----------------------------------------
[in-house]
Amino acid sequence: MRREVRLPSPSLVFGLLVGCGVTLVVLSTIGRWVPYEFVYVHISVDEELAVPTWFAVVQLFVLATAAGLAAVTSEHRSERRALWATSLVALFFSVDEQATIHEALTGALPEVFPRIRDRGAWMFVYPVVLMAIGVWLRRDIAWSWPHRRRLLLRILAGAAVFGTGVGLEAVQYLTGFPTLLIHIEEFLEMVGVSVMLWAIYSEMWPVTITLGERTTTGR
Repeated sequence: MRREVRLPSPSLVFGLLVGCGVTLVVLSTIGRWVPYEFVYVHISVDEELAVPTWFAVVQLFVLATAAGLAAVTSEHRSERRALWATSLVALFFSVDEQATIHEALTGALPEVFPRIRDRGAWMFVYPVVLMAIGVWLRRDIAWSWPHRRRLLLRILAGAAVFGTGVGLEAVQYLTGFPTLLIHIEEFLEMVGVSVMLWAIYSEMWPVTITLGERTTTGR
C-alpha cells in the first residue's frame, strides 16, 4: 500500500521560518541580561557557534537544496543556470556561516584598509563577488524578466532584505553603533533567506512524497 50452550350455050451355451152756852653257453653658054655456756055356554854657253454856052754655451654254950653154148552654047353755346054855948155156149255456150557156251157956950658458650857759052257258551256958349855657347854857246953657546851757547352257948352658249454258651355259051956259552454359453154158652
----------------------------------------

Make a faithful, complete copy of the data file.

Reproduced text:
[in-house]
Amino acid sequence: MRREVRLPSPSLVFGLLVGCGVTLVVLSTIGRWVPYEFVYVHISVDEELAVPTWFAVVQLFVLATAAGLAAVTSEHRSERRALWATSLVALFFSVDEQATIHEALTGALPEVFPRIRDRGAWMFVYPVVLMAIGVWLRRDIAWSWPHRRRLLLRILAGAAVFGTGVGLEAVQYLTGFPTLLIHIEEFLEMVGVSVMLWAIYSEMWPVTITLGERTTTGR
Repeated sequence: MRREVRLPSPSLVFGLLVGCGVTLVVLSTIGRWVPYEFVYVHISVDEELAVPTWFAVVQLFVLATAAGLAAVTSEHRSERRALWATSLVALFFSVDEQATIHEALTGALPEVFPRIRDRGAWMFVYPVVLMAIGVWLRRDIAWSWPHRRRLLLRILAGAAVFGTGVGLEAVQYLTGFPTLLIHIEEFLEMVGVSVMLWAIYSEMWPVTITLGERTTTGR
C-alpha cells in the first residue's frame, strides 16, 4: 500500500521560518541580561557557534537544496543556470556561516584598509563577488524578466532584505553603533533567506512524497 50452550350455050451355451152756852653257453653658054655456756055356554854657253454856052754655451654254950653154148552654047353755346054855948155156149255456150557156251157956950658458650857759052257258551256958349855657347854857246953657546851757547352257948352658249454258651355259051956259552454359453154158652